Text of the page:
The Supreme Court extends the maternity deduction for childcare expenses to nurseries

Work-life balance
18 Jan, 2024 — 3 min
The Supreme Court extends the maternity deduction for childcare expenses to nurseries

In a ruling on 8 January, which unifies criteria, the Supreme Court has decided to extend the deduction for maternity in the Personal Income Tax (IRPF) to the costs of childcare. This ruling removes the previous restriction imposed by the State Tax Administration Agency (AEAT) and brings clarity to the right to the maternity tax deduction established in the Personal Income Tax Act.

The ruling, issued in appeal 2779/2022 on 8 January 2024, annuls the AEAT's previous decision limiting the increase of the maternity deduction to an additional 1,000 euros in the IRPF, exclusively for childcare expenses in nurseries authorised as an educational centre. With this decision, the Supreme Court corrects and extends this criterion, now including any nursery duly authorised for the custody of children under three years of age.

Previously, the AEAT denied the deduction for nursery expenses that did not have an authorisation as an educational centre granted by the competent educational administration. This interpretation was applied since the introduction of the IRPF deduction in 2018, based on a reading of the IRPF Regulations that restricted the deduction to centres with this specific authorisation.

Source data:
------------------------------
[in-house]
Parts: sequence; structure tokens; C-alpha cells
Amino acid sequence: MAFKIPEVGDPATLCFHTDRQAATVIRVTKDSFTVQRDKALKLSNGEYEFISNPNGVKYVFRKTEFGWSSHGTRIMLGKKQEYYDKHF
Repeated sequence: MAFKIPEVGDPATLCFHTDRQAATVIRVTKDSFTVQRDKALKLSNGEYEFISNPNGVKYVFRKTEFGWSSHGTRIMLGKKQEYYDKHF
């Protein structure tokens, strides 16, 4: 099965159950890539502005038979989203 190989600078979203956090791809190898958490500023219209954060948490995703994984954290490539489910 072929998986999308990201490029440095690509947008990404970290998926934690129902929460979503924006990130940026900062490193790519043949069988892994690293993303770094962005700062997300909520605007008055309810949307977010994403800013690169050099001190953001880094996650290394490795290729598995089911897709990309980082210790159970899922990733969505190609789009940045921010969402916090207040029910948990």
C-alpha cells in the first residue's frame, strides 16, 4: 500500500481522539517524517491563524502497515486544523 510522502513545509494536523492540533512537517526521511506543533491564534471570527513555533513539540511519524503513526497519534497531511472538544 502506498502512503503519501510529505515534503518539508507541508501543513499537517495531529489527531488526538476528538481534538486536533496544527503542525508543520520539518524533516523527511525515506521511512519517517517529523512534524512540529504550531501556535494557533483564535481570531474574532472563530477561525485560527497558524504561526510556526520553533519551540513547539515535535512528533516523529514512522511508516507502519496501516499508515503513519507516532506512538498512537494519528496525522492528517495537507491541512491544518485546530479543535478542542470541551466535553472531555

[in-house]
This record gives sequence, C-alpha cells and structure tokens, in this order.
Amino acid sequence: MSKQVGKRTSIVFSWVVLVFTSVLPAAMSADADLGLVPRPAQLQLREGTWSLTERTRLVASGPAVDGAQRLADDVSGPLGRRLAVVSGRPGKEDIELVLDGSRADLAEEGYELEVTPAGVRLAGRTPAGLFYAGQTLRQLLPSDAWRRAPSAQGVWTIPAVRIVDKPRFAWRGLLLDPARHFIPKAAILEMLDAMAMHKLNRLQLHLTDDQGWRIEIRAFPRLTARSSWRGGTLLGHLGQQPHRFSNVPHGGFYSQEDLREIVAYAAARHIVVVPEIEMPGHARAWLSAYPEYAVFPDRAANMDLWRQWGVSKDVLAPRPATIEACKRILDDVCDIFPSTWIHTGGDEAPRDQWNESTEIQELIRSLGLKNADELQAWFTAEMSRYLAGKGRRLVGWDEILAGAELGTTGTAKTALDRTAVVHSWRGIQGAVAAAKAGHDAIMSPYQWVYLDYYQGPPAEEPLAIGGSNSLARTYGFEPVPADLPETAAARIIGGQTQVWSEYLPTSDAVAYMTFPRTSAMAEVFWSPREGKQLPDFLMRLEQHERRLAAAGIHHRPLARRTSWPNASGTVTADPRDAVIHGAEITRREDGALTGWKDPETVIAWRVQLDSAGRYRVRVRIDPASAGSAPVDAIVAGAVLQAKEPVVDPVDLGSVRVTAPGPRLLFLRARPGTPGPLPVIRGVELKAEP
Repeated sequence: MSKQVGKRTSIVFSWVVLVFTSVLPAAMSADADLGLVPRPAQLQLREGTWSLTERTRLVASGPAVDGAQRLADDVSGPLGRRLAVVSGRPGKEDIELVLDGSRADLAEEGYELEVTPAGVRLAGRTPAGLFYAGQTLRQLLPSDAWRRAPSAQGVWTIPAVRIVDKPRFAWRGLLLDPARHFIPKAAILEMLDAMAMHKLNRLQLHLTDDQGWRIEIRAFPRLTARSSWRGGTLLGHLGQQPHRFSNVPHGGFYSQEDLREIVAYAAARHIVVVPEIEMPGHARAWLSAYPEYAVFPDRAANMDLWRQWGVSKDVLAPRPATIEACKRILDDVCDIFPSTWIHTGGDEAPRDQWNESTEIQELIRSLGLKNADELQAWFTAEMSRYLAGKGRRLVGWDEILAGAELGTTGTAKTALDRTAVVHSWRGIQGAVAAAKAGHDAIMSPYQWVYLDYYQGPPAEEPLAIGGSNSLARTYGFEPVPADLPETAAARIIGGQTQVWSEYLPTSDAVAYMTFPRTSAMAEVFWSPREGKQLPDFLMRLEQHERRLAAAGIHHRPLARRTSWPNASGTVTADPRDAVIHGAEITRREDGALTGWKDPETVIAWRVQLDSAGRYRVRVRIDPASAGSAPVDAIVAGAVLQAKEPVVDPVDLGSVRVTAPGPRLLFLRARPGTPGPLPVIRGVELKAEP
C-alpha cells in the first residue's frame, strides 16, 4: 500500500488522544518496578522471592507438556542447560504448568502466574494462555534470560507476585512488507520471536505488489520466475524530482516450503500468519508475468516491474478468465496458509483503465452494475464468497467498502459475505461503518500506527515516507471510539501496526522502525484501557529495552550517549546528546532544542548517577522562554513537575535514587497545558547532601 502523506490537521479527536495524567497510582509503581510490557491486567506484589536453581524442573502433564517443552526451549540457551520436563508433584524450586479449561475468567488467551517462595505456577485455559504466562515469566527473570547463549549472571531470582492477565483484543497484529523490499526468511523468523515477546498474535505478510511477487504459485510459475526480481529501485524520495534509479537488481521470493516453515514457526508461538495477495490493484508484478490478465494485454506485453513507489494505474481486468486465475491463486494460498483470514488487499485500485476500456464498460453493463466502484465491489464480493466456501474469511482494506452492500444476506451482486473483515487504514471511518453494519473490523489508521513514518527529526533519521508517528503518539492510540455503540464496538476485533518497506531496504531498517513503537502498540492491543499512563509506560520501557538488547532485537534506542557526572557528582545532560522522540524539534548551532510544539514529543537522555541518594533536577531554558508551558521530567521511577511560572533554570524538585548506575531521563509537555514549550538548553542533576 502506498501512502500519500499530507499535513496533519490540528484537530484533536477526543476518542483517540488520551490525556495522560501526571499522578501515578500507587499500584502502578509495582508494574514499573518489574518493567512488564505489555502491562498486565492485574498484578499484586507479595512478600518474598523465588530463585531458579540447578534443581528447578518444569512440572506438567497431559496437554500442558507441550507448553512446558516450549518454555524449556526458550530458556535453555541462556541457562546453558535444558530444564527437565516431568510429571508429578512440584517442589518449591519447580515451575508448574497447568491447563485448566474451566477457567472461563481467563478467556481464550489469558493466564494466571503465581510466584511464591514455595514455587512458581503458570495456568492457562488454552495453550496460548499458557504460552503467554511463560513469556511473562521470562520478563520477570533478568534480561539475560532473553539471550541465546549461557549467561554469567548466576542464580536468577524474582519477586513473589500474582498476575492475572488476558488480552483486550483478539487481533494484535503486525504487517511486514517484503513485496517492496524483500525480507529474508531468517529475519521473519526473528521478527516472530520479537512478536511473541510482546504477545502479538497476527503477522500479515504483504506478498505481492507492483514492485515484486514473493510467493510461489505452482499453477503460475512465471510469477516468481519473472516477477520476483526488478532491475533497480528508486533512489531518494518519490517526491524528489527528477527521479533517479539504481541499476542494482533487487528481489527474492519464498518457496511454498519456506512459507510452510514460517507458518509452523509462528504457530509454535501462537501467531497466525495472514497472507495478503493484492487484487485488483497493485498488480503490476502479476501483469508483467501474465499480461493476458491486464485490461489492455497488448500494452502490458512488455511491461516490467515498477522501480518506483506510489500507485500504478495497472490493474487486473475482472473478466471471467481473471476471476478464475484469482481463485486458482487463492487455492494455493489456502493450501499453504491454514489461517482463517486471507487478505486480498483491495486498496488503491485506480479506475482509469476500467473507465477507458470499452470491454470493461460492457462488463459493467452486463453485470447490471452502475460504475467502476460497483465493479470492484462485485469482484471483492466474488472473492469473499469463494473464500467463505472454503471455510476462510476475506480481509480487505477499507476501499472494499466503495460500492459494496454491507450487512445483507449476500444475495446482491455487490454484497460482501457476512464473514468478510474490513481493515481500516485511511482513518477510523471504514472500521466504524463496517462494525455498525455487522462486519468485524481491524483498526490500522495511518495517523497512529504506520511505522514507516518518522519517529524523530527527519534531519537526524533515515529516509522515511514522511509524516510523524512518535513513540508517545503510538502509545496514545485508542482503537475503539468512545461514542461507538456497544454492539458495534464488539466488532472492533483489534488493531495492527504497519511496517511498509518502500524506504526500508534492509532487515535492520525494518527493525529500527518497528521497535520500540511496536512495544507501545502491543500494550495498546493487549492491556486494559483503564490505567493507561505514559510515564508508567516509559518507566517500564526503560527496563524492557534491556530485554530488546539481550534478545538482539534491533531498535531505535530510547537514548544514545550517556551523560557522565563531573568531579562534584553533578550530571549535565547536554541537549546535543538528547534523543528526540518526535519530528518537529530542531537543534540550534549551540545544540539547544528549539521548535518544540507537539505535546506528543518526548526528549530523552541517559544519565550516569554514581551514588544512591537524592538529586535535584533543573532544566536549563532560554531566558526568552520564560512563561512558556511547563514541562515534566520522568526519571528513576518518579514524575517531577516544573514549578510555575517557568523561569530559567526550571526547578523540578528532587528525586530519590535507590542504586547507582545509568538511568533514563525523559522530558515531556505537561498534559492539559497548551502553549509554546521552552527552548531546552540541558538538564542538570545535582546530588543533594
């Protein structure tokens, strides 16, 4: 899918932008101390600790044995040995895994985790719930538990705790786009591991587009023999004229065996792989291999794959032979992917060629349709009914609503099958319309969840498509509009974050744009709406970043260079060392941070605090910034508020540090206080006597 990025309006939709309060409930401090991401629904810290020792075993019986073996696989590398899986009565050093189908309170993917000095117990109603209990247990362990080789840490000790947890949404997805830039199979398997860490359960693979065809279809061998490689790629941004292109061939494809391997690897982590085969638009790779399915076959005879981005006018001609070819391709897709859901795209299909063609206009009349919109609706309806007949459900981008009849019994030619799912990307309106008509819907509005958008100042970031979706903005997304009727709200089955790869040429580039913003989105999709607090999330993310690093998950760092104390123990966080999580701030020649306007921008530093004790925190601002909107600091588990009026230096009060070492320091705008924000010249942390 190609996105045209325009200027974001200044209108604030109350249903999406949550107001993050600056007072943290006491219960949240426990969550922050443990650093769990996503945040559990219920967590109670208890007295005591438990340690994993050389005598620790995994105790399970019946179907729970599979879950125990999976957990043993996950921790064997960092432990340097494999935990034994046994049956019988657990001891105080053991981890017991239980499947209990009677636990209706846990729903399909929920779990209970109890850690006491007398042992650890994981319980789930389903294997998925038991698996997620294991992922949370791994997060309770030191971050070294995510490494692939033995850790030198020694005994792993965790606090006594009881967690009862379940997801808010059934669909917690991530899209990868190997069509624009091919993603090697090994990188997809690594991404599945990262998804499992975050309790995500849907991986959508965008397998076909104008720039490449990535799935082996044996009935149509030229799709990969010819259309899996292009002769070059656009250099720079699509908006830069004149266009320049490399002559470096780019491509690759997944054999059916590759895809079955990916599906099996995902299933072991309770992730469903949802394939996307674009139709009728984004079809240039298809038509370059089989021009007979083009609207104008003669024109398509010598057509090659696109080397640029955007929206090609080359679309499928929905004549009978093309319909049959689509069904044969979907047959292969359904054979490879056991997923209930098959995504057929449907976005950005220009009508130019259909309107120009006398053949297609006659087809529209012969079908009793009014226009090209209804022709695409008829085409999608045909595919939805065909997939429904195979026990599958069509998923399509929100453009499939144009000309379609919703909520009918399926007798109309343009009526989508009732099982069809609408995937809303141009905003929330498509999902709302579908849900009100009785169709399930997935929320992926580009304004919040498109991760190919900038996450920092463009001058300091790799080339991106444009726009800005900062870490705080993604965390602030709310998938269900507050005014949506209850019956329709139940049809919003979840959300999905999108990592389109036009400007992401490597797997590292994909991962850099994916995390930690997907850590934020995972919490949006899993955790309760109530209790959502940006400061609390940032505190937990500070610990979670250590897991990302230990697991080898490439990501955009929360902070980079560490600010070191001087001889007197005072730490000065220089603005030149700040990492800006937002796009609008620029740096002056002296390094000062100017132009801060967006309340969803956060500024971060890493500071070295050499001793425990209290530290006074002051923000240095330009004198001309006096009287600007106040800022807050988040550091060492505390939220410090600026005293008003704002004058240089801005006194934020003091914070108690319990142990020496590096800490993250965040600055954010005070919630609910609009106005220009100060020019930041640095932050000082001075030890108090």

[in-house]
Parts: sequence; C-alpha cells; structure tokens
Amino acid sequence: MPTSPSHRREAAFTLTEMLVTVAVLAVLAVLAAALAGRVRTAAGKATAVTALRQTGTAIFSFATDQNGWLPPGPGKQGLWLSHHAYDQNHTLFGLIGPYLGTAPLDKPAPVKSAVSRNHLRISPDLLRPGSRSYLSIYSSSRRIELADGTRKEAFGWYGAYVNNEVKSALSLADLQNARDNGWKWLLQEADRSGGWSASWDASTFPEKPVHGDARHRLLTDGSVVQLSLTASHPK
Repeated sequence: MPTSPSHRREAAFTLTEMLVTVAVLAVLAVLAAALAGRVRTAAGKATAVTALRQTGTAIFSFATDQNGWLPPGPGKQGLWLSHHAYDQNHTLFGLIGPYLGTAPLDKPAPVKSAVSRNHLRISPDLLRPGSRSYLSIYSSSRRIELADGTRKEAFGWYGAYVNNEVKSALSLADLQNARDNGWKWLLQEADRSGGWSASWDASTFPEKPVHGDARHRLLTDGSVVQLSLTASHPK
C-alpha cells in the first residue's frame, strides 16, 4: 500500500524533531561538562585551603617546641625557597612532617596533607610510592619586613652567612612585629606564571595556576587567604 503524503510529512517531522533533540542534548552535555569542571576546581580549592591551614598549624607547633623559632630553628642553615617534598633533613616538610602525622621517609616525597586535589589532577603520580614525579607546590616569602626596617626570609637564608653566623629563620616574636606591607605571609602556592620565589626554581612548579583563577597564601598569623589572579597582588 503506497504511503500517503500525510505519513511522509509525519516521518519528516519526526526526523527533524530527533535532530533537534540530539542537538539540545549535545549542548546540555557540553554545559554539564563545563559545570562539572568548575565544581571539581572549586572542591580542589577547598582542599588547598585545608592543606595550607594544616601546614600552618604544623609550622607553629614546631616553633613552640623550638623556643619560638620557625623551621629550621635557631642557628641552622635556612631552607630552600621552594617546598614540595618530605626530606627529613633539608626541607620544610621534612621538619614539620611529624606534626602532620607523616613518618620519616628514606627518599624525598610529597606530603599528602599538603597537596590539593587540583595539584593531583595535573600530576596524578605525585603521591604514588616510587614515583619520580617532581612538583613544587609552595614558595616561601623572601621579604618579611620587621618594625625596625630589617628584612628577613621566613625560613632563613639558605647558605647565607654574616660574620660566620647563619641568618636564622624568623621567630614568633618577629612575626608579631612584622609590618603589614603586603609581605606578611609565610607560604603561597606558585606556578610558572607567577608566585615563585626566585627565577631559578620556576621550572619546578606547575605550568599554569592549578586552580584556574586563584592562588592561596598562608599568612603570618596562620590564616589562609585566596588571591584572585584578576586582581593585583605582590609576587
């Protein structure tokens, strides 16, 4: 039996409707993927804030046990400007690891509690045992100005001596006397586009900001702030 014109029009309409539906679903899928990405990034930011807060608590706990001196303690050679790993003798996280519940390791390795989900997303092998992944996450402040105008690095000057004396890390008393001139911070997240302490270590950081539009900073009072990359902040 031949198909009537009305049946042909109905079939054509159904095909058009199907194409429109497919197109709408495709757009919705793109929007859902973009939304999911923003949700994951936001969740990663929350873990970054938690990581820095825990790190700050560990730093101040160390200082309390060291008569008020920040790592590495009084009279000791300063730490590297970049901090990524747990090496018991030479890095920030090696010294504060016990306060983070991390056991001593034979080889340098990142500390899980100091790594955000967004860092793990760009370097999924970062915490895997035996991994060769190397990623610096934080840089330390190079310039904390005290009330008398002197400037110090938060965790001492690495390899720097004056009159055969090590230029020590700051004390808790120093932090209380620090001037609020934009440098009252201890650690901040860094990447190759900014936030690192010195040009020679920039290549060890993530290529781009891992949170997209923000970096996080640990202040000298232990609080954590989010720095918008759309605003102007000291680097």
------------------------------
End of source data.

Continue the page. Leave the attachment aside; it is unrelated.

The Supreme Court argues that this criterion imposed a requirement not established in the law, unduly limiting working mothers' options to enjoy this deduction. Under the new interpretation, custody expenses will be deductible, within the legal limits, whether to nurseries or child education centres. The SC stresses that the law does not condition the requirements of the centre where mothers decide to hire childcare services, thus rejecting the restriction imposed by the AEAT.

The ruling underlines that, even so, nurseries must have authorisation for the opening and operation of the childcare activity, including assistance, care and feeding. However, nurseries are not legally required to have authorisation as an educational centre for children.

With this ruling, the Supreme Court unifies the criteria of courts and tribunals, correcting the restrictive interpretation of the tax deduction previously applied by the Administration. This decision clarifies the panorama and provides a broader legal basis for working mothers who wish to benefit from this deduction.

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